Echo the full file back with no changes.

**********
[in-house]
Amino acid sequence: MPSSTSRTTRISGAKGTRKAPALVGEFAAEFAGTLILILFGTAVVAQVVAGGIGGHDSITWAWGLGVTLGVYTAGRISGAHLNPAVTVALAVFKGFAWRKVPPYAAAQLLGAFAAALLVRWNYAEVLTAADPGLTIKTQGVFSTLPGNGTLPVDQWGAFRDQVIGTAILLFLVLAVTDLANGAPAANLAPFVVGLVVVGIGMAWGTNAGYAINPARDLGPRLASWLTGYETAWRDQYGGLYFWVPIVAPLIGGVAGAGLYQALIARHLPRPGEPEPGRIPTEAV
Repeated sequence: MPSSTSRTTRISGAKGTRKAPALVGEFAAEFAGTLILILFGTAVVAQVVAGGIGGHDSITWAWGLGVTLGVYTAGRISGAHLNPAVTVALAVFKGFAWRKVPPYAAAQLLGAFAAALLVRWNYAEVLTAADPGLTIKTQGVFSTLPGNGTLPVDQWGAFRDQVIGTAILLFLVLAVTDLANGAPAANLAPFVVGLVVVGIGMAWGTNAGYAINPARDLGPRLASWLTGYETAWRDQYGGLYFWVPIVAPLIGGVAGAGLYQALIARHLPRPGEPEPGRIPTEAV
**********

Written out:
[in-house]
Amino acid sequence: MPSSTSRTTRISGAKGTRKAPALVGEFAAEFAGTLILILFGTAVVAQVVAGGIGGHDSITWAWGLGVTLGVYTAGRISGAHLNPAVTVALAVFKGFAWRKVPPYAAAQLLGAFAAALLVRWNYAEVLTAADPGLTIKTQGVFSTLPGNGTLPVDQWGAFRDQVIGTAILLFLVLAVTDLANGAPAANLAPFVVGLVVVGIGMAWGTNAGYAINPARDLGPRLASWLTGYETAWRDQYGGLYFWVPIVAPLIGGVAGAGLYQALIARHLPRPGEPEPGRIPTEAV
Repeated sequence: MPSSTSRTTRISGAKGTRKAPALVGEFAAEFAGTLILILFGTAVVAQVVAGGIGGHDSITWAWGLGVTLGVYTAGRISGAHLNPAVTVALAVFKGFAWRKVPPYAAAQLLGAFAAALLVRWNYAEVLTAADPGLTIKTQGVFSTLPGNGTLPVDQWGAFRDQVIGTAILLFLVLAVTDLANGAPAANLAPFVVGLVVVGIGMAWGTNAGYAINPARDLGPRLASWLTGYETAWRDQYGGLYFWVPIVAPLIGGVAGAGLYQALIARHLPRPGEPEPGRIPTEAV